warming. The Irish participants also were concerned about the proposals for fracking locally and
the possible impacts on their environment and quality of life. The Polish participants initially had
little knowledge about fracking and its impacts but during the project their interest grew so that
they had the idea of carrying out a day’s local street action to raise awareness.
One of the important aspects of this theme is that it is global. Climate change will impact on all
countries and all peoples and the participants during the project learned a lot about how climate
change is affecting those who can least cope with extreme weather and who have contributed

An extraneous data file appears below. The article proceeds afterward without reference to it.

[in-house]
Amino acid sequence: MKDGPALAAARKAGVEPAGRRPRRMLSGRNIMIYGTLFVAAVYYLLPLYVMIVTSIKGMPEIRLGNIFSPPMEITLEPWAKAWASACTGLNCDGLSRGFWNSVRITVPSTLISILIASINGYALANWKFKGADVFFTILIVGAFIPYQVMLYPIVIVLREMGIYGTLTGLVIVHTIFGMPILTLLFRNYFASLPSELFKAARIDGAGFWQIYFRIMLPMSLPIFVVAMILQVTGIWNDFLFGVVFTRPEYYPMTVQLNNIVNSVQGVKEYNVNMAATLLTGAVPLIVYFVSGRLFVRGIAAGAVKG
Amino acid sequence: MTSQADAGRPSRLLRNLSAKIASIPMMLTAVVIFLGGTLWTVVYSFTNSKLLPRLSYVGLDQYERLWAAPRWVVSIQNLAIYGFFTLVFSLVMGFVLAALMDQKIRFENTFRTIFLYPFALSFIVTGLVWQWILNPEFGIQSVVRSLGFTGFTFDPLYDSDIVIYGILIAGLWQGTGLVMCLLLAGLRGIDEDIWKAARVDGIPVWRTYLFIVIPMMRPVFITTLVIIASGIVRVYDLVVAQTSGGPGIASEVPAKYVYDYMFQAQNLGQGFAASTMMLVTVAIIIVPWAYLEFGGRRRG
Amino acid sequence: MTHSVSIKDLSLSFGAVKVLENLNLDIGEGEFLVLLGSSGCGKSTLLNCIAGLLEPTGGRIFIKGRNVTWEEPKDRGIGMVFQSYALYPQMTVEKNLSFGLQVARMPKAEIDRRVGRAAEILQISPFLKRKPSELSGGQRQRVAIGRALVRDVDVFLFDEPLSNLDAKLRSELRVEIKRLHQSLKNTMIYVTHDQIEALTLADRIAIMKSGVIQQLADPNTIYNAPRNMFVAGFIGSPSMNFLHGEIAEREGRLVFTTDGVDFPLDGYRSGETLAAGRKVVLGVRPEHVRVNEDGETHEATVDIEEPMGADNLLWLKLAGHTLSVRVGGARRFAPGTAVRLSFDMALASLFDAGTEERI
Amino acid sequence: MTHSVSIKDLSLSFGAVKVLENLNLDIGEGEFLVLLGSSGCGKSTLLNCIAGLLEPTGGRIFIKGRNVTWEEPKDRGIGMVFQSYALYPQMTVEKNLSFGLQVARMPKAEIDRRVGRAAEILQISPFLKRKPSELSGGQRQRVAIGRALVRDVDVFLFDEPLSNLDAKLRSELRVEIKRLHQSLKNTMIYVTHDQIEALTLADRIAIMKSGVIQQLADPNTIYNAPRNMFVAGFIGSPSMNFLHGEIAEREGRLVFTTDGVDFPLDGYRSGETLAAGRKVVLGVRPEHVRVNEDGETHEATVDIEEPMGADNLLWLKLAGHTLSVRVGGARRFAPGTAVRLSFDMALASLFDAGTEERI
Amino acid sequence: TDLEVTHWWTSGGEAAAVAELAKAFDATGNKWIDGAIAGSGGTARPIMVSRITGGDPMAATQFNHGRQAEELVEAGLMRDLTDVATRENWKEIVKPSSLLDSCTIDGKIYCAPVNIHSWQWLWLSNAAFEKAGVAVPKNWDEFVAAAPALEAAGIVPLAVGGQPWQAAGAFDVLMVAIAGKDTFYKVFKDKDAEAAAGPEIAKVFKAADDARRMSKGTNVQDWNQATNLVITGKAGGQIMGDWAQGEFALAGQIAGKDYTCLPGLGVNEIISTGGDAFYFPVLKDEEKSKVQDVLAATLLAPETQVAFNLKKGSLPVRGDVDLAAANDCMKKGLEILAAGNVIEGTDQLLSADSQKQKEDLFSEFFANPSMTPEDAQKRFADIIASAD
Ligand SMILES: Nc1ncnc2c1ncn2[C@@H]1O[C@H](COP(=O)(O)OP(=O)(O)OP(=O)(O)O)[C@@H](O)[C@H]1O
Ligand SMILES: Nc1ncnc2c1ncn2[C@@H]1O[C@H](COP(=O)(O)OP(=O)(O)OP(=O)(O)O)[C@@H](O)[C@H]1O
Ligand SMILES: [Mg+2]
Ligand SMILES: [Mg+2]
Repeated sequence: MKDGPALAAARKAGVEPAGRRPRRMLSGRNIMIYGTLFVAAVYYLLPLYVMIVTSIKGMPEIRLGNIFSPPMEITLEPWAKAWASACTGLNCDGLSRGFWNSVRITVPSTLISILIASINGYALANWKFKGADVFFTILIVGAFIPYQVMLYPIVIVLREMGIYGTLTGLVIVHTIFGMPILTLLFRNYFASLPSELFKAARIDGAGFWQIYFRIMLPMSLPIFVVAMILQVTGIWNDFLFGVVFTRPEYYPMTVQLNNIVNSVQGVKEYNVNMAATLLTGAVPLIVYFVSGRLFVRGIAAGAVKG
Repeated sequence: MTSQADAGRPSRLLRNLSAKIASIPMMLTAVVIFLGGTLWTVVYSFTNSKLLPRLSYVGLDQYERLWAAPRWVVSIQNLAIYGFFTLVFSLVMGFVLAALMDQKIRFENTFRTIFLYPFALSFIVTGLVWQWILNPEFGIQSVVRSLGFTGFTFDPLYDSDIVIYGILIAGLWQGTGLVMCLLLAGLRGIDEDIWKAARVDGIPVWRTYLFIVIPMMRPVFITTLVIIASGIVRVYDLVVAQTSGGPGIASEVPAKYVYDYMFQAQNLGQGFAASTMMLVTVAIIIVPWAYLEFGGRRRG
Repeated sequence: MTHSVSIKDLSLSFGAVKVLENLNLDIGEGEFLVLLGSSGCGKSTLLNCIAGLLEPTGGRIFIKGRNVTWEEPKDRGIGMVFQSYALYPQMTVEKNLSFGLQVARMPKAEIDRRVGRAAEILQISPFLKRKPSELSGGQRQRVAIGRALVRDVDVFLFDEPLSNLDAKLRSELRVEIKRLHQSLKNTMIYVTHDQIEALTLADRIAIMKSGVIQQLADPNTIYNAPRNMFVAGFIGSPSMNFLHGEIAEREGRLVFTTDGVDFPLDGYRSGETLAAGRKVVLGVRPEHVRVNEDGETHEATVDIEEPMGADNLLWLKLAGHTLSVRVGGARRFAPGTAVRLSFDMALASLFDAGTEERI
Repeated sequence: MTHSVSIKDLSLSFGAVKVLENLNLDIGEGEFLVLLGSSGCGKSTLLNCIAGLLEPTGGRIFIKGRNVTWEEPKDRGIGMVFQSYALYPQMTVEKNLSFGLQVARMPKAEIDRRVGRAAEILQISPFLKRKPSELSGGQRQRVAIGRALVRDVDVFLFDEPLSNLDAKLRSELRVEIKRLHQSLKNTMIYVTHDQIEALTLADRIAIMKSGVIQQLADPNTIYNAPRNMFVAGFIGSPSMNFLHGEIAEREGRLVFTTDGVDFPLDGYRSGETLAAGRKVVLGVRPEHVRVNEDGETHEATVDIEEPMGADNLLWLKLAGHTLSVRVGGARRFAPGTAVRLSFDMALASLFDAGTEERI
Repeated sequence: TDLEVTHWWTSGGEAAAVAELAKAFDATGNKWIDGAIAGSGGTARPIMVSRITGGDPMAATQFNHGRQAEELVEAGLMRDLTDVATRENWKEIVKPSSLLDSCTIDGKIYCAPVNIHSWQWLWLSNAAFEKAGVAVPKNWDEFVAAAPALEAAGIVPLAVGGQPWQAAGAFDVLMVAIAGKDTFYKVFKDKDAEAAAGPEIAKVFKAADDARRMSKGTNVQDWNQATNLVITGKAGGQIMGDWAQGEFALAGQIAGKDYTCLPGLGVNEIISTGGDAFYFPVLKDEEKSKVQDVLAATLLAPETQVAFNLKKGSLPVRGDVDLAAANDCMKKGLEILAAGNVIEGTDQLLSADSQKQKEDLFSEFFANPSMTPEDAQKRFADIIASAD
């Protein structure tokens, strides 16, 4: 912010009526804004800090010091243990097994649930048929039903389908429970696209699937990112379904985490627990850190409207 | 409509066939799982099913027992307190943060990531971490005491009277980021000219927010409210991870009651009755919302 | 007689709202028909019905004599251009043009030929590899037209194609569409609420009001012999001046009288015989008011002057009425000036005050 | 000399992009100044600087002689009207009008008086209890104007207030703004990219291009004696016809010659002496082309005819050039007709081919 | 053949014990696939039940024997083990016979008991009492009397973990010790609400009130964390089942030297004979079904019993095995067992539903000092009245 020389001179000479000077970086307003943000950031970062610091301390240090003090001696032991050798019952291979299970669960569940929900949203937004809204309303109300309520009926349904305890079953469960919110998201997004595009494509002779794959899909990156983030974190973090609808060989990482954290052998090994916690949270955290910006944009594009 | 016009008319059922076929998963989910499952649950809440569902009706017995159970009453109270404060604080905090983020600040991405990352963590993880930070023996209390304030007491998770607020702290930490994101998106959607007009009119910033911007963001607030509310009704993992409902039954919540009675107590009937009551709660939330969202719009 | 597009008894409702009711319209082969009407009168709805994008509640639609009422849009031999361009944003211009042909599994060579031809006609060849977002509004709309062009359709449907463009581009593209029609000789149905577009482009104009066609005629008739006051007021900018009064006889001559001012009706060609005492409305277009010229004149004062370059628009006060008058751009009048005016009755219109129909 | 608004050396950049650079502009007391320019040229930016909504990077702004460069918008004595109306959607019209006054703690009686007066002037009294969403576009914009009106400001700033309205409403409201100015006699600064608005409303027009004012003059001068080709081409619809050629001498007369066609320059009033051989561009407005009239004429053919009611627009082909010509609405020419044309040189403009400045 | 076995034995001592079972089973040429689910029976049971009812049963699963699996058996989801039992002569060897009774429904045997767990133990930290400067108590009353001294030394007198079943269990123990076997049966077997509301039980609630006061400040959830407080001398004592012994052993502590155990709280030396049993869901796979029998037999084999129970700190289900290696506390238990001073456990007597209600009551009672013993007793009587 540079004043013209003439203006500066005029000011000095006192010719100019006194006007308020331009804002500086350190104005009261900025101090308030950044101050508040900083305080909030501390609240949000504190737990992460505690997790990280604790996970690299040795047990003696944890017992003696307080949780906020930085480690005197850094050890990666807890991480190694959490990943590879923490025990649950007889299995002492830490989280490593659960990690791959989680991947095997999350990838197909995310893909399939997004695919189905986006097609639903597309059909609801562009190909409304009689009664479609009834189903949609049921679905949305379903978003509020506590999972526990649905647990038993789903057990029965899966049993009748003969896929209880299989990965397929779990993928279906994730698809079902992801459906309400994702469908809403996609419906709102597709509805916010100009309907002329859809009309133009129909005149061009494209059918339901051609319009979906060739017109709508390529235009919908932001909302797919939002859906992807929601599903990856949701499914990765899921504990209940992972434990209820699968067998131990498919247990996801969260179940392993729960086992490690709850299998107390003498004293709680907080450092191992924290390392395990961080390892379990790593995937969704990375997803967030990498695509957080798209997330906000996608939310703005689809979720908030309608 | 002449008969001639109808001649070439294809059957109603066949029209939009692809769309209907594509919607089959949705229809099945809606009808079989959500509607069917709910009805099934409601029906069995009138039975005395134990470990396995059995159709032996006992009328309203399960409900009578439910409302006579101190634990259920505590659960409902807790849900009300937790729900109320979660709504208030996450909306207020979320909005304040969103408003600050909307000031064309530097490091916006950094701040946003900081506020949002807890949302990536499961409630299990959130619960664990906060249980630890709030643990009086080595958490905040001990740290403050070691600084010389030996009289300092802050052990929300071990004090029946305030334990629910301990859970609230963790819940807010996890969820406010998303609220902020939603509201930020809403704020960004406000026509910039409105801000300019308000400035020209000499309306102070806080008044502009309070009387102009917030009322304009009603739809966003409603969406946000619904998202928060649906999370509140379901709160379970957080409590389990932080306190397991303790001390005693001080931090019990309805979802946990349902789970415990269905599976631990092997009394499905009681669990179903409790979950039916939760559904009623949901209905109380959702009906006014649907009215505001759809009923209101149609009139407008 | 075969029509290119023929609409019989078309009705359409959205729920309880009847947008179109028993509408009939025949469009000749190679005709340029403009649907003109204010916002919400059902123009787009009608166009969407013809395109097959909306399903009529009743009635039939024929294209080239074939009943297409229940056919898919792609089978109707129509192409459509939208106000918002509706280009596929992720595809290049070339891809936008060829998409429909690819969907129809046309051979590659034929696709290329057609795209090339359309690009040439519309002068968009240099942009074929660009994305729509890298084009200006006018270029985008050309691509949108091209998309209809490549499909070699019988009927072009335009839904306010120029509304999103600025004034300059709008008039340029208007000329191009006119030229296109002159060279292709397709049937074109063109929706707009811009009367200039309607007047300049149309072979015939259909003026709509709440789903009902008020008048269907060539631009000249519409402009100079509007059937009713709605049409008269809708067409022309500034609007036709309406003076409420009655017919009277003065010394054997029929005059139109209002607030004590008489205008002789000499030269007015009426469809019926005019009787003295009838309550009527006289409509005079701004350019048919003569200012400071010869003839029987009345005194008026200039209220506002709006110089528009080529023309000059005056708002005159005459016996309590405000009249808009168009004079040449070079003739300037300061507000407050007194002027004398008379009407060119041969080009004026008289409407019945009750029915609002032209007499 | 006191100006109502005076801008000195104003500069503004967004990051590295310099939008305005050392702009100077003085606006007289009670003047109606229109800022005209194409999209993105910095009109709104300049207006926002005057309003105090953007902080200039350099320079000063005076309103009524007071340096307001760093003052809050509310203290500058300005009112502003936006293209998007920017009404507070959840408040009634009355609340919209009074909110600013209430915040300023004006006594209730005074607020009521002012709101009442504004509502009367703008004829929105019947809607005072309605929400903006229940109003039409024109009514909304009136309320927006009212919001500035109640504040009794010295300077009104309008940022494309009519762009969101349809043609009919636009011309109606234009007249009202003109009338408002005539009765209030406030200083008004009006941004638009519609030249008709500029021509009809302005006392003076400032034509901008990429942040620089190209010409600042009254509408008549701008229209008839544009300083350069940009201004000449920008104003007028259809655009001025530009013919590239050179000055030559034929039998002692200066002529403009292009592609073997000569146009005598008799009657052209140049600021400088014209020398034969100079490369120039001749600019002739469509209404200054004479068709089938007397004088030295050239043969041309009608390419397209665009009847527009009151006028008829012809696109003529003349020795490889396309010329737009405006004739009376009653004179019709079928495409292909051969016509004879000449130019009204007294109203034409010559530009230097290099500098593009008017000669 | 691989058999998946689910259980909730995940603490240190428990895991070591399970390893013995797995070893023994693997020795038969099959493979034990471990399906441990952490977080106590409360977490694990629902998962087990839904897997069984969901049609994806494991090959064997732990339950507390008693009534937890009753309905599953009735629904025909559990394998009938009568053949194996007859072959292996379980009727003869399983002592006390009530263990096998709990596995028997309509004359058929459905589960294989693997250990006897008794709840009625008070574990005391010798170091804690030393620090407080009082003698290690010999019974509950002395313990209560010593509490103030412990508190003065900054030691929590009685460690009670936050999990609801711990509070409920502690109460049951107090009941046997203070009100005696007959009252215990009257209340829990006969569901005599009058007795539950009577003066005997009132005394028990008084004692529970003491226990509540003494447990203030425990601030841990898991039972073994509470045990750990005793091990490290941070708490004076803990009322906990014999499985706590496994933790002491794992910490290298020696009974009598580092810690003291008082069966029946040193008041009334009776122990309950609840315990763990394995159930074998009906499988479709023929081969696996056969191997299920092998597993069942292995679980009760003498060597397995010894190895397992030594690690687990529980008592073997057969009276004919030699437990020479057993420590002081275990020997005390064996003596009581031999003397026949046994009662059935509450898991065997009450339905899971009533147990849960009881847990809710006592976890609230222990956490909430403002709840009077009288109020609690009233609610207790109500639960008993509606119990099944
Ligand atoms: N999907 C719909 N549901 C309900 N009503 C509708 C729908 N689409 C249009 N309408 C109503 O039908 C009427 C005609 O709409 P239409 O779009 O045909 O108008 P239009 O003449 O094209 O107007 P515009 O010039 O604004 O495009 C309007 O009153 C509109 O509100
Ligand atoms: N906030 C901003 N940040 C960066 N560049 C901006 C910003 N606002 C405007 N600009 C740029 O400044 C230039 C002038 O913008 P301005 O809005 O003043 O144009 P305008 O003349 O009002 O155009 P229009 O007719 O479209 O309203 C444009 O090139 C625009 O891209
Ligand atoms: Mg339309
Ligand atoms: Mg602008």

least to carbon emissions or global warming. The young participants in this project will, without
doubt, be involved in decisions that can impact on emissions, e.g. use of fossil fuel, measures
that would reduce carbon emissions or increase energy efficiency, etc. One of the results of this
project is increased awareness by the participants of the role that each of us has to play in this
global crisis and the need for all of us to get involved.
the social and personal development of the participants (including non-formal learning objectives).

This project was very important for all the participants. Coming from disadvantaged areas and some
with learning or other difficulties, it was a great opportunity for all of them to gain socially and
personally. They all agreed that they had benefited greatly from the project in self-confidence and in
communication skills. All had participated in activities and events that addressed their social
development – travelling together, sharing accommodation, meals, activities etc. In addition, during